Award-winning Investigative Journalist Robert Parry (1949-2018)

Award-winning investigative journalist and founder/editor of, Robert Parry has passed away. His ground-breaking work uncovering Reagan-era dirty wars in Central America and many other illegal and immoral policies conducted by successive administrations and U.S. intelligence agencies, stands as an inspiration to all in journalists working in the public interest.

Robert had been a regular guest on our Between The Lines and Counterpoint radio shows -- and many other progressive outlets across the U.S. over four decades.

His penetrating analysis of U.S. foreign policy and international conflicts will be sorely missed, and not easily replaced. His son Nat Parry writes a tribute to his father: Robert Parry’s Legacy and the Future of Consortiumnews.

Thank you for donating

If you've made a donation and wish to receive thank you gifts for your donation, be sure to send us your mailing address via our Contact form.

See our thank you gifts for your donation.

The Resistance Starts Now!

Between The Lines' coverage and resource compilation of the Resistance Movement

SPECIAL REPORT: "The Resistance - Women's March 2018 - Hartford, Connecticut" Jan. 20, 2018

Selected speeches from the Women's March in Hartford, Connecticut 2018, recorded and produced by Scott Harris

SPECIAL REPORT: "No Fracking Waste in CT!" Jan. 14, 2018

SPECIAL REPORT: "Resistance Round Table: The Unraveling Continues..." Jan. 13, 2018

SPECIAL REPORT: "Capitalism to the ash heap?" Richard Wolff, Jan. 2, 2018

SPECIAL REPORT: Maryn McKenna, author of "Big Chicken", Dec. 7, 2017

SPECIAL REPORT: Nina Turner's address, Working Families Party Awards Banquet, Dec. 14, 2017

SPECIAL REPORT: Mic Check, Dec. 12, 2017

SPECIAL REPORT: Resistance Roundtable, Dec. 9, 2017

SPECIAL REPORT: On Tyranny - one year later, Nov. 28, 2017

SPECIAL REPORT: Mic Check, Nov. 12, 2017

SPECIAL REPORT: Resistance Roundtable, Nov. 11, 2017

SPECIAL REPORT: Rainy Day Radio, Nov. 7, 2017

SPECIAL REPORT: Rainy Day Radio, Nov. 7, 2017

SPECIAL REPORT: Resisting U.S. JeJu Island military base in South Korea, Oct. 24, 2017

SPECIAL REPORT: John Allen, Out in New Haven

2017 Gandhi Peace Awards

Promoting Enduring Peace presented its Gandhi Peace Award jointly to renowned consumer advocate Ralph Nader and BDS founder Omar Barghouti on April 23, 2017.

Subscribe to our Weekly Summary & receive our FREE Resist Trump window cling

resist (Car window cling)

Email us with your mailing address at to receive our "Resist Trump/Resist Hate" car window cling!


who helped make our 25th anniversary with Jeremy Scahill a success!

For those who missed the event, or were there and really wanted to fully absorb its import, here it is in video

Jeremy Scahill keynote speech, part 1 from PROUDEYEMEDIA on Vimeo.

Jeremy Scahill keynote speech, part 2 from PROUDEYEMEDIA on Vimeo.

Between The Lines on Stitcher


Between The Lines Presentation at the Left Forum 2016

"How Do We Build A Mass Movement to Reverse Runaway Inequality?" with Les Leopold, author of "Runaway Inequality: An Activist's Guide to Economic Justice,"May 22, 2016, John Jay College of Criminal Justice, The City University of New York, 860 11th Ave. (Between 58th and 59th), New York City. Between The Lines' Scott Harris and Richard Hill moderated this workshop. Listen to the audio/slideshows and more from this workshop.

Listen to audio of the plenary sessions from the weekend.

JEREMY SCAHILL: Oscar-nominated documentary filmmaker "Dirty Wars"

Listen to the full interview (30:33) with Jeremy Scahill, an award-winning investigative journalist with the Nation Magazine, correspondent for Democracy Now! and author of the bestselling book, "Blackwater: The Rise of the World's Most Powerful Mercenary Army," about America's outsourcing of its military. In an exclusive interview with Counterpoint's Scott Harris on Sept. 16, 2013, Scahill talks about his latest book, "Dirty Wars, The World is a Battlefield," also made into a documentary film under the same title, and was nominated Dec. 5, 2013 for an Academy Award in the Best Documentary Feature category.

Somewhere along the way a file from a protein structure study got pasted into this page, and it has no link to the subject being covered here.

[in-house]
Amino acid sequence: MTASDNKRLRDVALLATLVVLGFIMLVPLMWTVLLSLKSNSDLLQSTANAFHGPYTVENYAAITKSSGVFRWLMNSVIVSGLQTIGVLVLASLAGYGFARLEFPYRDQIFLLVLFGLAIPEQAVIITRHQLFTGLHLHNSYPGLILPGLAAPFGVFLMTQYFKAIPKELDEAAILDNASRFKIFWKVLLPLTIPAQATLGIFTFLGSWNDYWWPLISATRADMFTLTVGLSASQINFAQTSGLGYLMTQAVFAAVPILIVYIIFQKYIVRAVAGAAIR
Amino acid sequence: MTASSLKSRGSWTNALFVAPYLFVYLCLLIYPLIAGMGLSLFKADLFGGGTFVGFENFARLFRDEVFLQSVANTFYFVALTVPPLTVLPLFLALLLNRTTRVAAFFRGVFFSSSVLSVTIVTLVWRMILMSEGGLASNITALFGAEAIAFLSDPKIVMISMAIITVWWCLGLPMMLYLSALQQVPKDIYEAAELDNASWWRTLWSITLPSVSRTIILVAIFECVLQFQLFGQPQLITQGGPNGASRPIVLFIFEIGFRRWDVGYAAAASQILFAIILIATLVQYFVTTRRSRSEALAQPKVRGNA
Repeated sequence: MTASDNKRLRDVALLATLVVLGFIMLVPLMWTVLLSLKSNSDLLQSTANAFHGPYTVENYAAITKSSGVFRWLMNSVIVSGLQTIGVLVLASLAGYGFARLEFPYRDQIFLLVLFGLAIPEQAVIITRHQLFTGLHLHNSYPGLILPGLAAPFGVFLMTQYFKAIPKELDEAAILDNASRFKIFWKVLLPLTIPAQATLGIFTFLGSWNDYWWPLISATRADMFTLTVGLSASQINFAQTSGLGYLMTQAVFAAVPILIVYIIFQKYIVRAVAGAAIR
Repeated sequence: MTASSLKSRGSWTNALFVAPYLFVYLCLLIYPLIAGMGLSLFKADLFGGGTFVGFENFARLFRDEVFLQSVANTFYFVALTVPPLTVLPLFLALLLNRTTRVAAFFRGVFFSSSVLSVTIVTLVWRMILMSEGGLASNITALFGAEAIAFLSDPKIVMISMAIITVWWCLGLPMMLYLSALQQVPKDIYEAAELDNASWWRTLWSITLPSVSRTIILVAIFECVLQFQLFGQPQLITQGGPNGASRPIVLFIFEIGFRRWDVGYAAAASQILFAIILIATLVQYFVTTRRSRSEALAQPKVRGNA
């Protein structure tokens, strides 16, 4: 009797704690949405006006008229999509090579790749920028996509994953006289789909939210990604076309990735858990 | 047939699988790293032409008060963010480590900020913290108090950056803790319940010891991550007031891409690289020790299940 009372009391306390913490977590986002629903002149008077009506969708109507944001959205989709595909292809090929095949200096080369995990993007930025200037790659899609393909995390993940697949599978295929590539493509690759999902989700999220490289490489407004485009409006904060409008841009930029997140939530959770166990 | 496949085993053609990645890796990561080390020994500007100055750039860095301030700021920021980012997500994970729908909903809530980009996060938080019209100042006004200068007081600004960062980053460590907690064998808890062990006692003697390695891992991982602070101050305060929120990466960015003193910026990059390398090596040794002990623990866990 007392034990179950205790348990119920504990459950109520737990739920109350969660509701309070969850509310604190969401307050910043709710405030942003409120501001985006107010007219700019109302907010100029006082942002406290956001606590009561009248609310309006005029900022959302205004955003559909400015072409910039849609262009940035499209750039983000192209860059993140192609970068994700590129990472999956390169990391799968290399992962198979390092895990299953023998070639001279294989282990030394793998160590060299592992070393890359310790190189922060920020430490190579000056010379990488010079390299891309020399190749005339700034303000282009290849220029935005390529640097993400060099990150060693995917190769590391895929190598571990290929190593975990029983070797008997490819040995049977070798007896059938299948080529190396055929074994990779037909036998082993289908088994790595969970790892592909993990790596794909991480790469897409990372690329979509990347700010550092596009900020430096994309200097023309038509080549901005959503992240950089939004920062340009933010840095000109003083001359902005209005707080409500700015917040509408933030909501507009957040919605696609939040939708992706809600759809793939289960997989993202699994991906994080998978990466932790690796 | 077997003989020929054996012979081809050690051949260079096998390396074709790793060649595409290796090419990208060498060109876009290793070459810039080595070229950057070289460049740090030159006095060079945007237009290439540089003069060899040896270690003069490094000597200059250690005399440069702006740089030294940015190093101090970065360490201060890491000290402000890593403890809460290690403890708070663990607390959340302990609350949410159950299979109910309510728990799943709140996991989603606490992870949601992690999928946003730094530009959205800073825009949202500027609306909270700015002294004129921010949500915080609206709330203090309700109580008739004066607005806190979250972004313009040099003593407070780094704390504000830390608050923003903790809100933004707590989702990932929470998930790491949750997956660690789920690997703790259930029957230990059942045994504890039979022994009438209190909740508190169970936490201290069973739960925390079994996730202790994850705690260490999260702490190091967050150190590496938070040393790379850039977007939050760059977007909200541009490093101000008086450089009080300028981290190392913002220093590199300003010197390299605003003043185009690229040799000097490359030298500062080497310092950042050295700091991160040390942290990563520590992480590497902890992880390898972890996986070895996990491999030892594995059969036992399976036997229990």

Listen to Scott Harris Live on WPKN Radio

Between The Lines' Executive Producer Scott Harris hosts a live, weekly talk show, Counterpoint, from which some of Between The Lines' interviews are excerpted. Listen every Monday evening from 8 to 10 p.m. EDT at (Follows the 5-7 minute White Rose Calendar.)

Counterpoint in its entirety is archived after midnight ET Monday nights, and is available for at least a year following broadcast in WPKN Radio's Archives.

You can also listen to full unedited interview segments from Counterpoint, which are generally available some time the day following broadcast.

Subscribe to Counterpoint bulletins via our subscriptions page.

Between The Lines Blog  BTL Blog

[an error occurred while processing this directive]

Special Programming Special Programming

[an error occurred while processing this directive]

Between The Lines Progressive Resources

A compilation of activist and news sites with a progressive point of view

Share this content:


Podcasts Subscribe to BTL

Podcasts:  direct  or  via iTunes

Subscribe to Program Summaries, Interview Transcripts or Counterpoint via email or RSS feed

If you have other questions regarding subscriptions, feeds or podcasts/mp3s go to our Audio Help page.

Between The Lines Blog

Stay connected to BTL

RSS feed  twitter  facebook

donate  Learn how to support our efforts!

Keystone XL Tar Sands Pipeline Construction in Texas Target of Nonviolent, Civil Disobedience Actions

Real Audio  RealAudio MP3  MP3

Posted Oct. 3, 2012

Interview with Ron Seifert, spokesperson with Tar Sands Blockade, conducted by Melinda Tuhus


Last week, a group of local Texas environmental activists and their supporters from around the country began a nonviolent direct action protest to stop construction of the 435-mile southern leg of the Keystone XL Pipeline, which is scheduled to be built between Cushing, Okla. and Port Arthur, Texas. The pipeline is being built to bring tar sands oil from Alberta, Canada to refineries on the Gulf Coast. Some protesters have been arrested, while others are maintaining a tree-sit on the property where TransCanada is starting construction.